We do not wish to underestimate the difficulty the UK government faces with returning UK-born ISIS fighters nor do we wish to underestimate the anger provoked by instances of bloodshed and sectarian violence in Bahrain. But by depriving individuals of their citizenship, these nations are forsaking civil liberties in the pursuit of security and setting a dangerous precedent. We therefore appeal to both the UK and Bahrain to adopt other more considered and perhaps more compassionate measures when it comes to dealing with extremists in their midst.

We believe that it is only through the creation of a more tolerant global society that we can truly combat extremism. Thank you.

 

Freedom of Religion in Iraq and Bahrain

Oral intervention to be given by the Next Century Foundation at the 37th Session of the United Nations Human Rights Council in Geneva. Item 3 on 2nd March 2018, the special report on Freedom of Religion:

Mr President. Freedom of Religion is one of Roosevelt’s “Four Freedoms” and is a basic pillar of the Universal Declaration of Human Rights.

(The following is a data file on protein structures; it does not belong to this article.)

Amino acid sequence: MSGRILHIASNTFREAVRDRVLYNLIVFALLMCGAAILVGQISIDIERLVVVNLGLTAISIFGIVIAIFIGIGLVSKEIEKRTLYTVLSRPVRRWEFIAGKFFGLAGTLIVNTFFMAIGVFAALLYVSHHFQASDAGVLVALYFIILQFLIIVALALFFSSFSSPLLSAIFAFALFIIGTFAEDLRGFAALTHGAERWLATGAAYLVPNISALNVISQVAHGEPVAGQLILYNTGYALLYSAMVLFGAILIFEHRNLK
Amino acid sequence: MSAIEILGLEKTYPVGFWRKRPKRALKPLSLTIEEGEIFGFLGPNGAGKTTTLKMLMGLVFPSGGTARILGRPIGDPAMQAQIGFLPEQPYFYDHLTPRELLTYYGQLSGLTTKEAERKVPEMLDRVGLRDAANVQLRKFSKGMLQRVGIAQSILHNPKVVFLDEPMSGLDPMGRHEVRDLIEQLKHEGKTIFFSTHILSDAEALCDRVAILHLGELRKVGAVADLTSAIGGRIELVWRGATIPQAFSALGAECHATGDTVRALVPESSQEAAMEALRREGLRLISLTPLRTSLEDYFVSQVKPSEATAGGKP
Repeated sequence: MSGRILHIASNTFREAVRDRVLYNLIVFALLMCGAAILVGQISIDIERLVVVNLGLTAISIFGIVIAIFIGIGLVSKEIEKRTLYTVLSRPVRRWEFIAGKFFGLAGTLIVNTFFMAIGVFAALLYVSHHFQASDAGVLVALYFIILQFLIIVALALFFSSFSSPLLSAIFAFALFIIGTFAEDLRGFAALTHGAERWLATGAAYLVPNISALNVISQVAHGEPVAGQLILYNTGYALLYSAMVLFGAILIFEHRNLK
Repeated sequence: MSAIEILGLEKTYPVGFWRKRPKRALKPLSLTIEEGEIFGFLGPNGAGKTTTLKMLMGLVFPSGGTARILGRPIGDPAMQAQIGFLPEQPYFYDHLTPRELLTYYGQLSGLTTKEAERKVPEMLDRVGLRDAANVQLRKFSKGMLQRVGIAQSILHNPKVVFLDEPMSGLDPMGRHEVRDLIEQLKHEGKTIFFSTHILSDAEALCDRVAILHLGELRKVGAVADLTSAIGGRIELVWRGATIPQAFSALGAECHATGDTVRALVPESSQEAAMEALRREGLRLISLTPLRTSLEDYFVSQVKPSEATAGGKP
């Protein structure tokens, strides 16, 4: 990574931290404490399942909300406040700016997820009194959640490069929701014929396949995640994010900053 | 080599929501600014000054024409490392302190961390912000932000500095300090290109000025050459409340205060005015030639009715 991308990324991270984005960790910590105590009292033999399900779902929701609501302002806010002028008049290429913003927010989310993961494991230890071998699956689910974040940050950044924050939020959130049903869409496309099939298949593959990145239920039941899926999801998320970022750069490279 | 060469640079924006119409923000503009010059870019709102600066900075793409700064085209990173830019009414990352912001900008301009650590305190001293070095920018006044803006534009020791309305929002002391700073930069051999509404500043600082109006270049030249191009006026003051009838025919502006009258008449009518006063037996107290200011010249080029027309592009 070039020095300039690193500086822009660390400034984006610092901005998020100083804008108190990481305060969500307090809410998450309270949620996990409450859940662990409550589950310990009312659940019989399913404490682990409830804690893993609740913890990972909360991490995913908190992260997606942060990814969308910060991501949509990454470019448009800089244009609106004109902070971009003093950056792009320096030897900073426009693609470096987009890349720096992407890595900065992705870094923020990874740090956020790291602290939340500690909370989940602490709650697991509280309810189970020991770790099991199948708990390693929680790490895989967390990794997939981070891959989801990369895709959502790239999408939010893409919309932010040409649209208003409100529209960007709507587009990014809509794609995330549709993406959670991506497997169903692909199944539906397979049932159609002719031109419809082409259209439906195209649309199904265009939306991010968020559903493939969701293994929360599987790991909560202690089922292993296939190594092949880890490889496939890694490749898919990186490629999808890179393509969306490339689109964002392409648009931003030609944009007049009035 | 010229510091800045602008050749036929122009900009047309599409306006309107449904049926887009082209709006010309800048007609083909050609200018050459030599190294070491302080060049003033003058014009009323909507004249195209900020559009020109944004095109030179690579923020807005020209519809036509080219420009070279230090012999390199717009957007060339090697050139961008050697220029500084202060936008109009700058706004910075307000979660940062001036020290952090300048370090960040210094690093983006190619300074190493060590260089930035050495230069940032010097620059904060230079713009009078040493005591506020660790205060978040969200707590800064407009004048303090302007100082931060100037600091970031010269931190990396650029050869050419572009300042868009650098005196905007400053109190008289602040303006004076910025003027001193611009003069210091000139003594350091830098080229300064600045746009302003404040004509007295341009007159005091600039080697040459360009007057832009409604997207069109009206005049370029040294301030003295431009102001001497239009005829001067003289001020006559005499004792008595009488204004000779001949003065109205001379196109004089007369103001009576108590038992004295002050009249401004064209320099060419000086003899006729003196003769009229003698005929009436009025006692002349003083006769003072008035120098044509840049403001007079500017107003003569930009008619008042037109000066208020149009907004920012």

The Middle East is riven by a sectarian divide within Islam between the Sunni and Shiite sects, the consequences of which have been dire. Levels of hatred in this internecine strife have now reached unprecedented heights.

The Republic of Iraq and the Kingdom of Bahrain are two nations on the faultline of this disturbing rift and both have national elections this year.

The Iraq elections are unlikely to generate full participation from the Sunni community. If the majority of the Sunni community were to boycott these elections out of a sense of vengeful resentment of the Iraq central government it would be a grave error.  New Sunni politicians untainted by the past are emerging in areas like Anbar province. It would be wrong to disempower them at a time when their voices should be heard.